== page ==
Most modern “liberals” believe that domestic economic problems are caused chiefly by unsavory characters – “business people” – who impose their destructive rule on masses of innocent workers and consumers yearning for more prosperity, and that the best solution to these problems is government force deployed using armies of regulators to subdue these bad guys and to keep close watch over them and their successors. Failure to intervene is immoral. These same “liberals,” though, believe that foreign problems are typically the result of complex forces that can be understood only poorly by American-government officials; it is naïve to suppose that even well-intentioned foreign intervention by Uncle Sam will not have regrettable unintended consequences.He calls such views inconsistent, suggesting that the only consistent and correct view is that it's all much too complicated for naive governments to manage and that any intervention itself is immoral. But it's not the only consistent view in town. The opposite proposition -- that all of it can be dealt with in small pieces as supported by modern academic system that sticks strictly to narrow disciplinary boundaries -- is equally consistent and a shocking number of people believe it more or less.
Most modern conservatives believe that domestic economic problems are typically the result of complex forces that can be understood only poorly by government officials; it is naïve to suppose that even well-intentioned economic intervention by Uncle Sam will not have regrettable unintended consequences. These same conservatives, though, believe that problems in foreign countries are caused chiefly by unsavory characters – “dictators” or “tyrants” – who impose their destructive rule on masses of innocent people yearning for more democracy, and that the best solution to these problems is government force deployed with armies of soldiers to subdue these bad guys and to keep close watch over them and their successors. Failure to intervene is immoral.
From a pragmatic standpoint, though, the dominant ideologies may have something to offer. It may really be the case that particular problems in society can be solved better with a little cooperative action (government being only one vehicle of cooperative action) but that outsiders should not go about meddling with other societies about which they know nothing. That's a very defensible proposition. There can be orders of magnitude difference in complexity between the two, and it is perfectly consistent to believe that you shouldn't meddle when things get too complex.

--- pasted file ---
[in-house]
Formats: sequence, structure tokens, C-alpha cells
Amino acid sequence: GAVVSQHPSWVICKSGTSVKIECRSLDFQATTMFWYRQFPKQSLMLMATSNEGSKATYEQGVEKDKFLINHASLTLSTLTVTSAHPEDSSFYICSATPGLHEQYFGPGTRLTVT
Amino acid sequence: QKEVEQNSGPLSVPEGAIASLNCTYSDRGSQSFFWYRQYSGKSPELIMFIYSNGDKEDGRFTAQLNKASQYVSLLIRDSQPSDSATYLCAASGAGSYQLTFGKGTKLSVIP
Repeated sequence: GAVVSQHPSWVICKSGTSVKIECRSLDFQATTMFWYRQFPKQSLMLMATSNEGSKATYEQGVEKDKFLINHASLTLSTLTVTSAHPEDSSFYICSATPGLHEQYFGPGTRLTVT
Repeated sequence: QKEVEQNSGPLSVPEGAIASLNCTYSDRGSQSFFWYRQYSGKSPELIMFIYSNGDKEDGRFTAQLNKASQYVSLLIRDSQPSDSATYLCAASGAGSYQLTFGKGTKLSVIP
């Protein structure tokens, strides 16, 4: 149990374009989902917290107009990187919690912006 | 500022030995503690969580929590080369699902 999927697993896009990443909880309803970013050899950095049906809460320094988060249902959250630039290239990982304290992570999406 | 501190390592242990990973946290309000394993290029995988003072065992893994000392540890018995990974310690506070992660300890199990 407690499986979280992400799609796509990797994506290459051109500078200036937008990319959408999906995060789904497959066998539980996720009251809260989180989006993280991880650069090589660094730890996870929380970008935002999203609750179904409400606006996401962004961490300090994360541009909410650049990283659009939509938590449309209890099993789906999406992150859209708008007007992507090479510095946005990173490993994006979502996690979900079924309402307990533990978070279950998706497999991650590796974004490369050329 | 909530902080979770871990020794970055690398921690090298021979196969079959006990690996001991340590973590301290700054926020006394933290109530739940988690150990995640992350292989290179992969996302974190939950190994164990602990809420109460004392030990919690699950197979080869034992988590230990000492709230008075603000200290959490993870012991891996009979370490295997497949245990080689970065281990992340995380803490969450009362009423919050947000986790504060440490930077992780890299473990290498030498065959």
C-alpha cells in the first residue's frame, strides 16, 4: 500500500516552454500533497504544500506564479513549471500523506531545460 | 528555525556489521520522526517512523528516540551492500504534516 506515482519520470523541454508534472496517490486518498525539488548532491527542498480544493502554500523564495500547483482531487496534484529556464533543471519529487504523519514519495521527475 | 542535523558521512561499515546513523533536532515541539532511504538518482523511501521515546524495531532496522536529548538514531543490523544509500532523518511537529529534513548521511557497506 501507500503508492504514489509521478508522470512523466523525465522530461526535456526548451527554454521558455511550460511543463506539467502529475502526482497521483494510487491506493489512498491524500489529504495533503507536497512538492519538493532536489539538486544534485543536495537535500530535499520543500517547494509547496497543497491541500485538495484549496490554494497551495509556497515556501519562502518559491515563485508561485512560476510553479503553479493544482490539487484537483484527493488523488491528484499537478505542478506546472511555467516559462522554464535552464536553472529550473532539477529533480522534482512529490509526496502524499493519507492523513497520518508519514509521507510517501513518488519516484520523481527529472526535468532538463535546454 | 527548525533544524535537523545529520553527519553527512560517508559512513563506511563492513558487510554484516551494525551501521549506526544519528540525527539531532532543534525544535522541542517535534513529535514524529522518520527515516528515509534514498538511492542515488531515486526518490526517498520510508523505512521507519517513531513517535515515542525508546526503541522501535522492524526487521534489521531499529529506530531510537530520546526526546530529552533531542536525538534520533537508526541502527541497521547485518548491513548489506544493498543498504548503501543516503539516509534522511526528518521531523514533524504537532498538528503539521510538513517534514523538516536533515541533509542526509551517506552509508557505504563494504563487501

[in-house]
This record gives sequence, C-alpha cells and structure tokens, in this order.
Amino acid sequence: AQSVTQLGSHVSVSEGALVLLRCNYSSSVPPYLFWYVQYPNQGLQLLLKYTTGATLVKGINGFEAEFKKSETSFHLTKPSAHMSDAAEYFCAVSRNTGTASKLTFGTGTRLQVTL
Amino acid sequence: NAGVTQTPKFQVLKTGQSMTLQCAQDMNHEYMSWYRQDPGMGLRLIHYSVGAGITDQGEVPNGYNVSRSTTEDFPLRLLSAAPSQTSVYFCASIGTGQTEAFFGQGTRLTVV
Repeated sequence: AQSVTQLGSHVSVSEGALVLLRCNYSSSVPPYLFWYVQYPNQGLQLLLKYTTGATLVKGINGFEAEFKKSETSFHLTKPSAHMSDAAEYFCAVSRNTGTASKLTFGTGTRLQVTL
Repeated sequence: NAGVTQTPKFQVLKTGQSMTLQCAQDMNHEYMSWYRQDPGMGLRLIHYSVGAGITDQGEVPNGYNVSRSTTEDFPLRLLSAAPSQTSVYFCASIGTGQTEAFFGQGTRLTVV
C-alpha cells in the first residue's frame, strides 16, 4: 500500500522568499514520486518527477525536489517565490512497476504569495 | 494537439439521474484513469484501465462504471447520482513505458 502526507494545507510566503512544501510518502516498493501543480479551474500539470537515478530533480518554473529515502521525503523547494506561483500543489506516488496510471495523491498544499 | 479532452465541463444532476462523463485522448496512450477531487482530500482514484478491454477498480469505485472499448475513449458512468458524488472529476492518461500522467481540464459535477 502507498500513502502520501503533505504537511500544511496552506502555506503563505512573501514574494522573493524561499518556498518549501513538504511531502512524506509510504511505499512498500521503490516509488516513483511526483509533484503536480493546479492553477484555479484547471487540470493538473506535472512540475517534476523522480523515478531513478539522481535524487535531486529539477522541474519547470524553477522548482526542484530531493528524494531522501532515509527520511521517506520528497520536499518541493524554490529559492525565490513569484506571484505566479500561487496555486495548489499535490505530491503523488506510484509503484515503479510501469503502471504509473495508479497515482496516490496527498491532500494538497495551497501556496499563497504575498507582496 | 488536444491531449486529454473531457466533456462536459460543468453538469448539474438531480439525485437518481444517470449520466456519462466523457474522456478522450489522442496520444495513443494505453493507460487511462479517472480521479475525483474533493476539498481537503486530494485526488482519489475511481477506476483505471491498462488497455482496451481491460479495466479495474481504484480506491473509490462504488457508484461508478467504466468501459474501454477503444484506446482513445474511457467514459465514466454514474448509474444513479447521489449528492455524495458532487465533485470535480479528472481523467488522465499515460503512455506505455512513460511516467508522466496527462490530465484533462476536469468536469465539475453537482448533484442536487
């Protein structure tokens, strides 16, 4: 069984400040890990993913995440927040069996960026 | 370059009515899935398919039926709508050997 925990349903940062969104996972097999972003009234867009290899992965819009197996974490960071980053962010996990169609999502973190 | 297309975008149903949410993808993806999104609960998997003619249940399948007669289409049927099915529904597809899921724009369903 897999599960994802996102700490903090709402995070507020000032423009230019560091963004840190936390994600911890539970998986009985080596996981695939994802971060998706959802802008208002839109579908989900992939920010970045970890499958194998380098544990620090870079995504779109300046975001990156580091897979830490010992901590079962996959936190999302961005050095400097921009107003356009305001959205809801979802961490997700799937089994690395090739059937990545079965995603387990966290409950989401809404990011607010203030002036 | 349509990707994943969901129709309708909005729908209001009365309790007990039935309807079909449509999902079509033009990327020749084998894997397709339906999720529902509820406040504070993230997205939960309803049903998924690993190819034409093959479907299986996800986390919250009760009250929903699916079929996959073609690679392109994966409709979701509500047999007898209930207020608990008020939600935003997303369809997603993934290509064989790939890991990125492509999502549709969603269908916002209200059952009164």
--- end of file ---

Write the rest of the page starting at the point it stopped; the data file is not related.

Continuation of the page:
The conservative position (I think more neo-con) views the purpose of government to secure and defend freedom, liberty, and/or democracy. It's not about the complexity of doing so, it's about a moral imperative to preserve our own and others' freedom. That readily conceives of a government that is tamed at home (it's interventions in the market being seen as removing freedom) and a lion abroad in defending or creating freedom somewhere. We can't do everything -- and it's a more than reasonable argument that we're already stretched too thin and doing too much in too many places -- but we should do something somewhere.
My purpose is less to argue that our position on Libya is the right one, or a right one, but that the inconsistency Boudreaux sees is not very inconsistent. Not to the people holding those ideologies, at any rate.
I would also like to point out that libertarian thought is less isolationist than it appears from the above. Consider the example of Thomas Paine, whose views are often claimed by modern libertarianism. Rather than believing that foreign problems were the result of complex forces that could be understood poorly by Americans, he plunged into the fracas of the French Revolution himself, committing his wisdom and words, time and treasury to the relief of those whom he considered an oppressed people. If he is to be a model, the suggestion is not that people from one society cannot and should not meddle in the affairs of others in order to protect, but only that libertarians are wary of letting governments doing so. If some hot-headed young man wants to run off and help the Libyans, why that's his prerogative. He'd just better not try to use my money to do it.
Oh, except that Paine argued that Jefferson, as President, should support the rebels as well. Hm....